Sky's The Limit

Able to do most everything on the court, Georges Niang's strength is his versatility

Anxious to atone for Iowa State's gut-wrenching loss to Ohio State in the NCAA tournament and absent Melvin Ejim, Georges Niang encumbered himself with the hopes and dreams of his team in an inconsequential exhibition against Augustana.

His final line: 5-for-15 shooting, seven rebounds, six assists and five turnovers, one being a travel early in the game as he attempted a post move.

"I just felt it was the first game, especially the way the season ended last year, I've been anxious to get out here for a while now," Niang said. "I just let my emotions get the best of me out there and so on and so forth."

Niang's correct to feel a bigger burden in his sophomore season. He shined as a freshman, shooting 51.5 percent from the floor and scoring 12 points per game. After much veteran attrition, Niang finds himself an elder statesman for the Cyclones, especially with Ejim out the first month or so.

The trick is to somehow retaining that efficiency — though Niang did take and miss too many long two-pointers last season, more than a third of his shots, per — while balancing more responsibility.

Niang's heat chart from last season (the greener, the worse):

"Not having Melvin out there I felt I needed to score," Niang said of his mindset in the exhibition. "I didn't really need to, those freshmen played a hell of a game. If I press less, I'll be alright. I'm not too worried about it, talked to the coaches about it."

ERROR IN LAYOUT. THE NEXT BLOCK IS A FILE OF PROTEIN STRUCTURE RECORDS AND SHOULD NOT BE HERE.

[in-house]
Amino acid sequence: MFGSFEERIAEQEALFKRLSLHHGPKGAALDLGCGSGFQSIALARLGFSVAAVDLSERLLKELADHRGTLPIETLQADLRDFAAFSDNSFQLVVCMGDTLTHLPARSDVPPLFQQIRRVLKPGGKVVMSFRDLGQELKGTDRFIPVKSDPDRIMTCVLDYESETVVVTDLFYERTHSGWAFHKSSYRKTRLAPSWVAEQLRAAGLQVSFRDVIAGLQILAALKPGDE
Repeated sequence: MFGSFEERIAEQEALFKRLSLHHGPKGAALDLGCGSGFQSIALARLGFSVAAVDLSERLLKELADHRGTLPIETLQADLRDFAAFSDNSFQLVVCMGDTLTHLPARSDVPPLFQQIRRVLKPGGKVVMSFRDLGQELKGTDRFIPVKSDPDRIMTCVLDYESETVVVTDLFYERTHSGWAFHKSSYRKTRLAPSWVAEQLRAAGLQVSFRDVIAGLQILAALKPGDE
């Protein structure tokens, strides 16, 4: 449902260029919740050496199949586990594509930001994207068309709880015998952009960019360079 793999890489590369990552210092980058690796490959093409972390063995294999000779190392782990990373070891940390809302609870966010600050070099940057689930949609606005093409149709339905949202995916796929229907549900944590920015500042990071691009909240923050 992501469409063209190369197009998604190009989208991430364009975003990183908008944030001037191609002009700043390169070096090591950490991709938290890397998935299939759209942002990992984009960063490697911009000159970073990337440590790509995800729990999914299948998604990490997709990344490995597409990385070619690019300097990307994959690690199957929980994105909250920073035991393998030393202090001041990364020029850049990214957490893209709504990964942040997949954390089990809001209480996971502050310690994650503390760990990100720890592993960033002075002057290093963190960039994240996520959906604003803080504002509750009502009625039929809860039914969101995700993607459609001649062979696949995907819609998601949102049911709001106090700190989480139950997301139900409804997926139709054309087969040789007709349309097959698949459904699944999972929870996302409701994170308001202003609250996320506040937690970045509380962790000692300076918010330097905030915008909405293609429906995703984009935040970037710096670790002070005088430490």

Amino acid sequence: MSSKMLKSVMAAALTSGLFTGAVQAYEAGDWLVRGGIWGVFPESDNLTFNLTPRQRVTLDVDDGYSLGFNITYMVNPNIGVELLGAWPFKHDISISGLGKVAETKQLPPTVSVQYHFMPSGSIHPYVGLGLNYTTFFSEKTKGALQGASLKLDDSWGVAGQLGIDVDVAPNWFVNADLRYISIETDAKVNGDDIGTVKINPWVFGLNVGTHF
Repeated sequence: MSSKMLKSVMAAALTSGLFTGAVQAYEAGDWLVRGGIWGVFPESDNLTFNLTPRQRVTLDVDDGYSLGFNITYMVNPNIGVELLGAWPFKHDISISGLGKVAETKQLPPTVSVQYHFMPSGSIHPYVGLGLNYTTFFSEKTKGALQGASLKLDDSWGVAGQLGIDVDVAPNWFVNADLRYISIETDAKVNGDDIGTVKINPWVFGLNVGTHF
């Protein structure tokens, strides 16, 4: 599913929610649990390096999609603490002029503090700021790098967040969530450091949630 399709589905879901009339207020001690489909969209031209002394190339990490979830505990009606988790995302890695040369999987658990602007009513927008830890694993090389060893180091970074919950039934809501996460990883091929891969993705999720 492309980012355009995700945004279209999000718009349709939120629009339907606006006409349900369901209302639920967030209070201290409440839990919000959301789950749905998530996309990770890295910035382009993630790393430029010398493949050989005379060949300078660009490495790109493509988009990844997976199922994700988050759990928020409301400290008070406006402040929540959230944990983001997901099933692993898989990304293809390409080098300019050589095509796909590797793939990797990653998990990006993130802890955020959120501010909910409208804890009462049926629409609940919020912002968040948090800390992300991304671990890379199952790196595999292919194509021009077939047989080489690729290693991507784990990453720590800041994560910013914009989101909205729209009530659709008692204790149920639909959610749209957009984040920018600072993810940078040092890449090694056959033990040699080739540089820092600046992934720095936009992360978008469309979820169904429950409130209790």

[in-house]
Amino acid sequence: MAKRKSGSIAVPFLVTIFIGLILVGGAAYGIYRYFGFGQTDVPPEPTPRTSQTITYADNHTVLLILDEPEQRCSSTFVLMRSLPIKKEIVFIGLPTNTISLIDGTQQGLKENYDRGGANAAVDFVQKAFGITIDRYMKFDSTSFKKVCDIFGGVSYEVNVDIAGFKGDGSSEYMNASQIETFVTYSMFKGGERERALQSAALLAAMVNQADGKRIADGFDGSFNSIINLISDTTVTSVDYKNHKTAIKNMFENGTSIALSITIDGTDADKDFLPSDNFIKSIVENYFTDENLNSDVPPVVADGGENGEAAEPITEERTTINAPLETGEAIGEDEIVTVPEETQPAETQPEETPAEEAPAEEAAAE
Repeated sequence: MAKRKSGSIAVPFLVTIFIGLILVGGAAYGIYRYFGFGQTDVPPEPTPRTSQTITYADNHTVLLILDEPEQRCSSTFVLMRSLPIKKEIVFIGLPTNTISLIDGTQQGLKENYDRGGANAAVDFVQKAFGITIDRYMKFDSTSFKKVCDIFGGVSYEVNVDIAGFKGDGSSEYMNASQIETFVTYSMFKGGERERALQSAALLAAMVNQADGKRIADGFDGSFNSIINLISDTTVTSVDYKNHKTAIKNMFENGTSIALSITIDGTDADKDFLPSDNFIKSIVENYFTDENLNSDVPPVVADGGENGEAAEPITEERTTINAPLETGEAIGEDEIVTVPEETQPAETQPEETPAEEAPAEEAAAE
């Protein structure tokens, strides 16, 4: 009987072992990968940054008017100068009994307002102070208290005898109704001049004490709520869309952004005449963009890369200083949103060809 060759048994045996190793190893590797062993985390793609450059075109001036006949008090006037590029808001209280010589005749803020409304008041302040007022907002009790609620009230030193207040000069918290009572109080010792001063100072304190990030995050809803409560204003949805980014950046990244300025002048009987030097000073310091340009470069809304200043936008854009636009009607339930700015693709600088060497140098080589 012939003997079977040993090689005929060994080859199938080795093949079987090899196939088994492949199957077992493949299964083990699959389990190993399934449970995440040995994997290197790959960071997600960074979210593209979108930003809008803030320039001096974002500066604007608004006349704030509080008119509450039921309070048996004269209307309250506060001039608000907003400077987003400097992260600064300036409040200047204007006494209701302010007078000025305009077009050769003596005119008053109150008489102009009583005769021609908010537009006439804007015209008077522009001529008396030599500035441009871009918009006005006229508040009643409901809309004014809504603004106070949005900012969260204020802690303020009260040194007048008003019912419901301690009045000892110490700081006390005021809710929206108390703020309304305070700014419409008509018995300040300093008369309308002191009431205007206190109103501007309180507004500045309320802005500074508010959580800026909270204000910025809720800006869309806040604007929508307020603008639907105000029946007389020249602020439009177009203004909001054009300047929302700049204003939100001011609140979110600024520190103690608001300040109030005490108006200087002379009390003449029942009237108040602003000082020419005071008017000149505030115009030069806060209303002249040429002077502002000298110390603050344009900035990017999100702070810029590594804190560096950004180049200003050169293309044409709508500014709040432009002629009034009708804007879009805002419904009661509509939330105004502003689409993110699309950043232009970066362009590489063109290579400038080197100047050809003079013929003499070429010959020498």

One of the funnier wrinkles of preseason Cyclones talk was how often Hoiberg referenced Niang's body, which he toned in the offseason: "Still not Mr. Olympia but looks a little tighter," Hoiberg cracked at the local media day.

Niang's strength, skill and 6-foot-7 frame make him a somewhat of a basketball paradox as the basketball world waits to find out just how good he can be. When Hoiberg first scouted him, he was besting Nerlens Noel in the paint. He can roam the perimeter, too, knocking down 39 percent of his three-point attempts as a freshman. He can defer to his teammates, with a career-high seven assists against Kansas. Two of the prettier plays against Augustana were backdoor passes made by Niang.

He can do all that and play almost all day, averaging 27 minutes in 23 starts in 2012-13, a number that should swell up this season.

"He plays with a chip on his shoulder ... always been an under-ranked player," Hoiberg said. "You didn't see him on any preseason all-conference teams and he took offense to that. He can do it all, from every spot on the floor. When you talk about versatility as a basketball player, Georges stands out as much as anybody."

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